Cord cross-sectional area at foramen magnum as a correlate of disability in amyotrophic lateral sclerosis

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Spinal cord atrophy is one of the hallmarks of amyotrophic lateral sclerosis (ALS); however, it is not routinely assessed in routine clinical practice. In the present study, we evaluated whether spinal cord cross-sectional area measured at the foramen magnum level using a magnetic resonance imaging head scan represents a clinically meaningful measure to be added to the whole-brain volume assessment. Using an active surface approach, we measured the cord area at the foramen magnum and brain parenchymal fraction on T1-weighted three-dimensional spoiled gradient recalled head scans in two groups of subjects: 23 patients with ALS (males/females, 13/10; mean ± standard deviation [SD] age 61.7 ± 10.3 years; median ALS Functional Rating Scale–Revised score 39, range 27–46) and 18 age- and sex-matched healthy volunteers (mean ± SD age 55.7 ± 10.2 years). Spinal cord area at the foramen magnum was significantly less in patients than in control subjects and was significantly correlated with disability as measured with the ALS Functional Rating Scale–Revised (ρ = 0.593, p < 0.005). This correlation remained significant after taking into account inter-individual differences in brain parenchymal fraction (ρ = 0.684, p < 0.001). Our data show that spinal cord area at the foramen magnum correlates with disability in ALS independently of whole-brain atrophy, thus indicating its potential as a disease biomarker.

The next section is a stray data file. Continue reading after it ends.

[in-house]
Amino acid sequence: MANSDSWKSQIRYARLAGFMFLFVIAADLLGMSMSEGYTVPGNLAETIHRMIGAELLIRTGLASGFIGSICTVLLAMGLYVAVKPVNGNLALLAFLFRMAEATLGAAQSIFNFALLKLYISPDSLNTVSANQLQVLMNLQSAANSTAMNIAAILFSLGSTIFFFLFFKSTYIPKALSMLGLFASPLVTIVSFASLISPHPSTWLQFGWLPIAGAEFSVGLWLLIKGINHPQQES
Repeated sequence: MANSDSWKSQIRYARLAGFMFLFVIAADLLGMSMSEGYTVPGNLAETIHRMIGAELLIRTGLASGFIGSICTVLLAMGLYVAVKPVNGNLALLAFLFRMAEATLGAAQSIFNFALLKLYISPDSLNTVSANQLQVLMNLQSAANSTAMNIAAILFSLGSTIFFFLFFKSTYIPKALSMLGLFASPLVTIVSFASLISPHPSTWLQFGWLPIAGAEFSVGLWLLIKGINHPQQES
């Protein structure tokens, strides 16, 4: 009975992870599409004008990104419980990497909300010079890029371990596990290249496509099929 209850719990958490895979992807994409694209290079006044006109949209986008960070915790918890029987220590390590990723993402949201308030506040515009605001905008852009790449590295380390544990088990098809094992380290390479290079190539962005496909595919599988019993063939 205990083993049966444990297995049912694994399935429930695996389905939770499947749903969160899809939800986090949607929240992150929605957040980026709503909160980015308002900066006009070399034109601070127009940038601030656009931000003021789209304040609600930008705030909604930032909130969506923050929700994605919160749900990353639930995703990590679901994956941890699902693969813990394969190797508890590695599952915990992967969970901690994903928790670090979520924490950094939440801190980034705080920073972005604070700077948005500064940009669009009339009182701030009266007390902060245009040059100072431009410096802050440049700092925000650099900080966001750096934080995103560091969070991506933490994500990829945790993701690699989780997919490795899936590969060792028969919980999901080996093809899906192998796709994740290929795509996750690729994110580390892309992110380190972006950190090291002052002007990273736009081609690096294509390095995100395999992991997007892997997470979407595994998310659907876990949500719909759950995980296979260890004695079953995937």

Piaggio, N., Pardini, M., Roccatagliata, L., Scialò, C., Cabona, C., Bonzano, L., … Caponnetto, C. (2018). Cord cross-sectional area at foramen magnum as a correlate of disability in amyotrophic lateral sclerosis. European Radiology Experimental, 2(1).

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